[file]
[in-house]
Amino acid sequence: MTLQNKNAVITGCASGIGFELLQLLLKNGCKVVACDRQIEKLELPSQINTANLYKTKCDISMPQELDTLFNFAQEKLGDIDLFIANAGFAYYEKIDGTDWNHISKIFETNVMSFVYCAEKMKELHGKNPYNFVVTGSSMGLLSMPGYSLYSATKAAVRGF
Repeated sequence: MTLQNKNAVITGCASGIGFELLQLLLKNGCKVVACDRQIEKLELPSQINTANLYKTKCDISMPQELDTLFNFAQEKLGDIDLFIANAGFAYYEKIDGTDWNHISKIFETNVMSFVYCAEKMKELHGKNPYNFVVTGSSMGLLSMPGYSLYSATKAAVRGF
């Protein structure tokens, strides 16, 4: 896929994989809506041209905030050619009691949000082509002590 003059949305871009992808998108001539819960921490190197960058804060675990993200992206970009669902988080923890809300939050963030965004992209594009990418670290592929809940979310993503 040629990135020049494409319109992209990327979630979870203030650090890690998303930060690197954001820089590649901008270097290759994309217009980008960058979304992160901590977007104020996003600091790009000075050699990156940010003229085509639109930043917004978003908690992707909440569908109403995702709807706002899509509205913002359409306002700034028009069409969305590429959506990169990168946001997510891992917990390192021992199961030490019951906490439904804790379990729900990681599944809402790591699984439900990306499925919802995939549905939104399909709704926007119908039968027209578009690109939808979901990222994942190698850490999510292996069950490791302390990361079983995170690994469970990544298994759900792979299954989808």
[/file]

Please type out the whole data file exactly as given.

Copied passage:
[in-house]
Amino acid sequence: MTLQNKNAVITGCASGIGFELLQLLLKNGCKVVACDRQIEKLELPSQINTANLYKTKCDISMPQELDTLFNFAQEKLGDIDLFIANAGFAYYEKIDGTDWNHISKIFETNVMSFVYCAEKMKELHGKNPYNFVVTGSSMGLLSMPGYSLYSATKAAVRGF
Repeated sequence: MTLQNKNAVITGCASGIGFELLQLLLKNGCKVVACDRQIEKLELPSQINTANLYKTKCDISMPQELDTLFNFAQEKLGDIDLFIANAGFAYYEKIDGTDWNHISKIFETNVMSFVYCAEKMKELHGKNPYNFVVTGSSMGLLSMPGYSLYSATKAAVRGF
């Protein structure tokens, strides 16, 4: 896929994989809506041209905030050619009691949000082509002590 003059949305871009992808998108001539819960921490190197960058804060675990993200992206970009669902988080923890809300939050963030965004992209594009990418670290592929809940979310993503 040629990135020049494409319109992209990327979630979870203030650090890690998303930060690197954001820089590649901008270097290759994309217009980008960058979304992160901590977007104020996003600091790009000075050699990156940010003229085509639109930043917004978003908690992707909440569908109403995702709807706002899509509205913002359409306002700034028009069409969305590429959506990169990168946001997510891992917990390192021992199961030490019951906490439904804790379990729900990681599944809402790591699984439900990306499925919802995939549905939104399909709704926007119908039968027209578009690109939808979901990222994942190698850490999510292996069950490791302390990361079983995170690994469970990544298994759900792979299954989808």